I tend not to believe in the concept of work-life balance. Indeed, I feel like I’ve written more than a few screeds against it on this here blog (all of which I’m too tired to dig up right now, but long-time readers should remember that this is something to which I’ve objected for a good long while).
Historically, my objections have boiled down to the following: Just like working too much can be bad for the soul, so too can making oneself feel guilty for not achieving some elusive “balance” be bad for the soul. Further, when people talk about work-life balance, particularly when women are the ones who are supposed to be finding the balance, I always feel like they are trying to impose some impossible-to-achieve perfection of housekeeping, homemaking, and relationship-maintaining on me, and that “work” becomes that “selfish” thing that I’m doing not only to my own detriment but to the detriment of others – indeed, to the detriment of society in general. Who has balance? For more than like a day? How dare you demand that I aspire to balance? I resist!
But, as my last post indicated, I think I’ve achieved a kind of balance in my life in spite of my theories. (But let’s note for the record: that “balance” does not involve yoga, meditation, or anything that I would describe with the phrase “self-care,” although of course my version of balance does involve taking care of myself, clearly. I may finally be achieving some balance, but I still hate the ideology of balance. I haven’t changed that much, at least not yet.***) And after seeing some of the comments to the last post, I guess I actually want to talk a little bit about what that “balance” means in my version of it, and how I’ve managed to get there, albeit without ever aiming to in a conscious way.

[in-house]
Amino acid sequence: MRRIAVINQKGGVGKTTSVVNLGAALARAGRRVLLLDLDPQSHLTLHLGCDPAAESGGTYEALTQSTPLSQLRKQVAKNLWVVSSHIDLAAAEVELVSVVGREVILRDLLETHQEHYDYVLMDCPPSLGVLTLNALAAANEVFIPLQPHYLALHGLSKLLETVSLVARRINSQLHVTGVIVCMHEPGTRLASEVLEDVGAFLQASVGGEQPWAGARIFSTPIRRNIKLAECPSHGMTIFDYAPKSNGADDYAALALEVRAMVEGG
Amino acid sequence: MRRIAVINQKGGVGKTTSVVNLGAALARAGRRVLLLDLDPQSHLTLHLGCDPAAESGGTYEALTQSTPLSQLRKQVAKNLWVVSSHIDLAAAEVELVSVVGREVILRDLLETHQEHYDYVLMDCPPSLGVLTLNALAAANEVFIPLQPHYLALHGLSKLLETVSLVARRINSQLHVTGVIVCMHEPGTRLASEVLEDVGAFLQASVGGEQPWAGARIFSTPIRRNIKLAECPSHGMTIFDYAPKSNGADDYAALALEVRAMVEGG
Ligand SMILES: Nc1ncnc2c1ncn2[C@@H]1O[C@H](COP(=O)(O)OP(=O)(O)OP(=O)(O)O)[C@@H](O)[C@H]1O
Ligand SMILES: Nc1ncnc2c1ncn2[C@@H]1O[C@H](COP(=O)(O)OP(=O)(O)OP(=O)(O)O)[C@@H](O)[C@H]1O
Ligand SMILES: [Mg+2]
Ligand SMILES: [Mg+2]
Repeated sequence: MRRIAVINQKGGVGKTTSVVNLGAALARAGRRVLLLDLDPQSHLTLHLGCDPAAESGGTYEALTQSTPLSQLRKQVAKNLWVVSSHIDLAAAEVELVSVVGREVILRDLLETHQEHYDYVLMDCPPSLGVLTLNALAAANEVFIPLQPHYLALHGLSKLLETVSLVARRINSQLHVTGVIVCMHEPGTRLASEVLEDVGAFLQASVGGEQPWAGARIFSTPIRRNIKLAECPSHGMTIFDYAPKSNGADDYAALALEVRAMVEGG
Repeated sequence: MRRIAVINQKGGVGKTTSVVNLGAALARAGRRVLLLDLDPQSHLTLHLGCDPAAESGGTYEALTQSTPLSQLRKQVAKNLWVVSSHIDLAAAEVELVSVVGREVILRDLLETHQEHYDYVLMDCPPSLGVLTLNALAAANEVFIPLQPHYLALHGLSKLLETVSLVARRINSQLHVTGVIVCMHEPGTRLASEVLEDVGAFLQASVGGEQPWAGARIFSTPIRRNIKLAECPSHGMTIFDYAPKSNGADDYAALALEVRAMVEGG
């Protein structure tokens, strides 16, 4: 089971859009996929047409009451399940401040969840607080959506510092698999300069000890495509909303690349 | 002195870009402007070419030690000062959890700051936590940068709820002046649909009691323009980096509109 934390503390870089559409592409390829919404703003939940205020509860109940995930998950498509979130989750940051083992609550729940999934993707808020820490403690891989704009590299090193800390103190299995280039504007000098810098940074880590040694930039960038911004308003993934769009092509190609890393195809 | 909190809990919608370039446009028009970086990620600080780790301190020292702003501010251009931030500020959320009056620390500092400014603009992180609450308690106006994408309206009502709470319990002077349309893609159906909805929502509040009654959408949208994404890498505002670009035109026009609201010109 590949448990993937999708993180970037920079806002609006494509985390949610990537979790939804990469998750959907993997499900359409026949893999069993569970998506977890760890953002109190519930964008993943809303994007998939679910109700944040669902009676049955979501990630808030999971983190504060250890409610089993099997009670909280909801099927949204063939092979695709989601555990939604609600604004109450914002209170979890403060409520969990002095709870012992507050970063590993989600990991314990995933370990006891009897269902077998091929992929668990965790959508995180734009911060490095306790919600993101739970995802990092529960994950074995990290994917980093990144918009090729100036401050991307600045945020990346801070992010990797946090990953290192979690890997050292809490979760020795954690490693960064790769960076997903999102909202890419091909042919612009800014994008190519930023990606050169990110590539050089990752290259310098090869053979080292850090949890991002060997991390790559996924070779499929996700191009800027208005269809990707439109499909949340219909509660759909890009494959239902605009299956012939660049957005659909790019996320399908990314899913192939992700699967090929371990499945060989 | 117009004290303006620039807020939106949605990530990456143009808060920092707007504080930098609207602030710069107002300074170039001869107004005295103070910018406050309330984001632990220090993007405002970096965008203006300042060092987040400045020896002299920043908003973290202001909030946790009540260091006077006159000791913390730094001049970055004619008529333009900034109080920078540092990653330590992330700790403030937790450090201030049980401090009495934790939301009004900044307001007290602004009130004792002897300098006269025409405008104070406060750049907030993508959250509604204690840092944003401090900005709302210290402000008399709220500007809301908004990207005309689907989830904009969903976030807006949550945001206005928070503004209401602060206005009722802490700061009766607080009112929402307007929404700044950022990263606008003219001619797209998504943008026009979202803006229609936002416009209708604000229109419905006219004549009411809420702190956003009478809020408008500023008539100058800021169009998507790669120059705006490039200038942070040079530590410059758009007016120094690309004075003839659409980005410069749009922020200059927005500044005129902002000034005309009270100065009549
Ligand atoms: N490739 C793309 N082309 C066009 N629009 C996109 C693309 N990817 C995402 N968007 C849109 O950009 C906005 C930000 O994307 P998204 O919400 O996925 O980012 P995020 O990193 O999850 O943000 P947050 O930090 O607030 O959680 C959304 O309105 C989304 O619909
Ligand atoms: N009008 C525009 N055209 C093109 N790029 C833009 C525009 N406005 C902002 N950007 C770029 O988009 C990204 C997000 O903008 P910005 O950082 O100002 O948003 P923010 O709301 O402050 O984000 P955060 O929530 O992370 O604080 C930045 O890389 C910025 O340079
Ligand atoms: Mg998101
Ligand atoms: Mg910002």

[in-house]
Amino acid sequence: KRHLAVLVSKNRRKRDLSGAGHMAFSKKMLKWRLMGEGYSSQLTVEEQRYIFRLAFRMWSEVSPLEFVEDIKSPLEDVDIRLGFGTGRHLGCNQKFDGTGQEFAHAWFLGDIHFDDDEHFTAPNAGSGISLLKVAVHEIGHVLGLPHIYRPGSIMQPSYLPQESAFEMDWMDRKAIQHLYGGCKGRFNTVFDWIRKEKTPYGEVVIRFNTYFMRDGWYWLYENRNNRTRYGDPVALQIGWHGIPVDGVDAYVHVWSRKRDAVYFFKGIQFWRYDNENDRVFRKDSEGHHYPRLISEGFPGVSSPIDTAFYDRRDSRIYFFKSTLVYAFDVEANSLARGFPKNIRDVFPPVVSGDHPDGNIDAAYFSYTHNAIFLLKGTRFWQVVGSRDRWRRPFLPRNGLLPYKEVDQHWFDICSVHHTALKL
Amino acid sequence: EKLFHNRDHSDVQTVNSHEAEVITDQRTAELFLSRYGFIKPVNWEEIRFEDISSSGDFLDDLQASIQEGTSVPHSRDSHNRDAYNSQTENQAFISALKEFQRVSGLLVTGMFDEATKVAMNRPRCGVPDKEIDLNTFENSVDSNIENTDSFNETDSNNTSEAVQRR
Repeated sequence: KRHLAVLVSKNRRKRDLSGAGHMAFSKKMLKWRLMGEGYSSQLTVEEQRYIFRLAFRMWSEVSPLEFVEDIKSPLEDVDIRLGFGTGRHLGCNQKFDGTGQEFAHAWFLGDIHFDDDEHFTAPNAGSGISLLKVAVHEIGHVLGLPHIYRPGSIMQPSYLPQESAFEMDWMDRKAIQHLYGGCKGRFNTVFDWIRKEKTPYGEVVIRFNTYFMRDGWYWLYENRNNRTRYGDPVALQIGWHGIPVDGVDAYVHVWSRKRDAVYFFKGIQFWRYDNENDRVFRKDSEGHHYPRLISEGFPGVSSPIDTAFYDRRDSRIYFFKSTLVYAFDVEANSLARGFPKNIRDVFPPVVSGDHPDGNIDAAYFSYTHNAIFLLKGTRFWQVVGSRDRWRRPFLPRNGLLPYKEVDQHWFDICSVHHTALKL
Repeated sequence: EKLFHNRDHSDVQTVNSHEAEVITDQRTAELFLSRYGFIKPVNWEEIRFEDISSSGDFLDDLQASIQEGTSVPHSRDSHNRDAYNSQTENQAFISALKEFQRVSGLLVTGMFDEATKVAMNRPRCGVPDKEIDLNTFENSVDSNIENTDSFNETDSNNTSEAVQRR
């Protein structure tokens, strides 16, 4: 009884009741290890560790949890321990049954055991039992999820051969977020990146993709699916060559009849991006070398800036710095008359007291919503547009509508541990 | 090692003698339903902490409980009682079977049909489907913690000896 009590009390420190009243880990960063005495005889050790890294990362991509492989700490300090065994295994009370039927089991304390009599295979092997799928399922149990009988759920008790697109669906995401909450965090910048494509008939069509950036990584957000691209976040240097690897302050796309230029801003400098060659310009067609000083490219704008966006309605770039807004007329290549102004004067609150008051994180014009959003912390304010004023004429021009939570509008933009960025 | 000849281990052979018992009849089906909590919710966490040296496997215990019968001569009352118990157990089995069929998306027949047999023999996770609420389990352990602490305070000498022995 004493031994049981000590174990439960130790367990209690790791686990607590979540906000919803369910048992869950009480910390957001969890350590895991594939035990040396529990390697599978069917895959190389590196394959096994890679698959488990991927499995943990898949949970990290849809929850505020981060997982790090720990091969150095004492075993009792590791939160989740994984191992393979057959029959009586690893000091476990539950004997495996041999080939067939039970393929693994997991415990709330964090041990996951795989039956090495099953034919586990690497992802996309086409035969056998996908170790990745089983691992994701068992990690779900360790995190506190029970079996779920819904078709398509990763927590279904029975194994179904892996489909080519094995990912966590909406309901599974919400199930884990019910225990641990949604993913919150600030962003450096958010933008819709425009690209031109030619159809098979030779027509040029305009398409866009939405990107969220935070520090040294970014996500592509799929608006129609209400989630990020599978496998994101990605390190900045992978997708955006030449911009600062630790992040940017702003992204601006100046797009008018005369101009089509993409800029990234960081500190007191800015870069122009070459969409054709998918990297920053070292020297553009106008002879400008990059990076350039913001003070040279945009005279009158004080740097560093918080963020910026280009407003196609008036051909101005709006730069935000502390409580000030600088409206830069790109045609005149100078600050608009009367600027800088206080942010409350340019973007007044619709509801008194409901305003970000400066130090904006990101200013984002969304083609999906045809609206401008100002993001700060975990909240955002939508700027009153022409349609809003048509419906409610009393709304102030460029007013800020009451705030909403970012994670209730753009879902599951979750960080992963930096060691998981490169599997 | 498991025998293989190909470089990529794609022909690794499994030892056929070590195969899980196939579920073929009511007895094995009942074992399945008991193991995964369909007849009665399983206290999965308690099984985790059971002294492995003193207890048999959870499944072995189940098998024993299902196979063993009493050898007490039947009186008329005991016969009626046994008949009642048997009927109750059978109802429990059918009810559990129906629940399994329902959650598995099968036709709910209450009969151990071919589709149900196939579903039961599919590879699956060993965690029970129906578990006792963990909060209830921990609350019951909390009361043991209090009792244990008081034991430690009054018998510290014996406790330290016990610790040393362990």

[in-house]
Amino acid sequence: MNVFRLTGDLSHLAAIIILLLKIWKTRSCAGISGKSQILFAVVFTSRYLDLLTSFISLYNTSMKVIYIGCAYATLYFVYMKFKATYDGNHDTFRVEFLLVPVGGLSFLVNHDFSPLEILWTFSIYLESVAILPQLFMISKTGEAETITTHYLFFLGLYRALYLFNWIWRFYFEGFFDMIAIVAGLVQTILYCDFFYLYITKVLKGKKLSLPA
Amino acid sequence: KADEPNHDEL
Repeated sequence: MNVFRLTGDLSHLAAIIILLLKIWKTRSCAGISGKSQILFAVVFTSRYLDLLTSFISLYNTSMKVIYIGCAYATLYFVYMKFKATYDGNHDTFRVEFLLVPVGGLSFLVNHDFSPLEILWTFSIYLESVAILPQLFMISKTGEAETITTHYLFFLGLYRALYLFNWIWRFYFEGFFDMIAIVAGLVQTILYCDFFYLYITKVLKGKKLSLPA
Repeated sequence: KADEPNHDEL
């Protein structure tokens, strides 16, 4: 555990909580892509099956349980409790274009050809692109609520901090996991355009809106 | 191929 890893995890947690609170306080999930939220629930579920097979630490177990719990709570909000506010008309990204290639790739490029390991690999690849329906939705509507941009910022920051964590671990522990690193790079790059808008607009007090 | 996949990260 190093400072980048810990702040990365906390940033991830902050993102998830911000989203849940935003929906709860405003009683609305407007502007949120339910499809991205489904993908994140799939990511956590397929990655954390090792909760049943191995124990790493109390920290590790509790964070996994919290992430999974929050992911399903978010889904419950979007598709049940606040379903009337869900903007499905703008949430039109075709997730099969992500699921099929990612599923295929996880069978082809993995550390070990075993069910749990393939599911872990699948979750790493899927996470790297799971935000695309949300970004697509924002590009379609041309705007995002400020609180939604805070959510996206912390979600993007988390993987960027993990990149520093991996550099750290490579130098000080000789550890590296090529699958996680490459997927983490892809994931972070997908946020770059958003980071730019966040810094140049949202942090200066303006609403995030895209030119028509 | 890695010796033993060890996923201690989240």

First things first, for any of you readers who feel intimidated by the stuff that I seem to get done, even with my teaching load, I need to communicate some things about how I manage my life. Once upon a time, when I was in high school, I had a fantastic mentor (who was actually a teacher at a high school 3 states away, whom I met because of my work on my high school newspaper). She was talking to me and a friend of mine (her student), and she introduced me to a concept that I’ve never forgotten and that I embraced immediately: The Wheel of Neglect. Imagine all the stuff that you have to do as being one slice on a giant wheel that you spin – like the Wheel of Fortune (as in the game show). There is no way that you can do all of the things on your wheel – well, not if you’re like me and you always take on a whole bunch of things. So, when you’re feeling overwhelmed, you spin the wheel. And whatever comes up, you neglect it without guilt. Not forever – just until you get some other things done. And then you spin the wheel again, and then you neglect something different and get the thing you’d been neglecting done. And so on.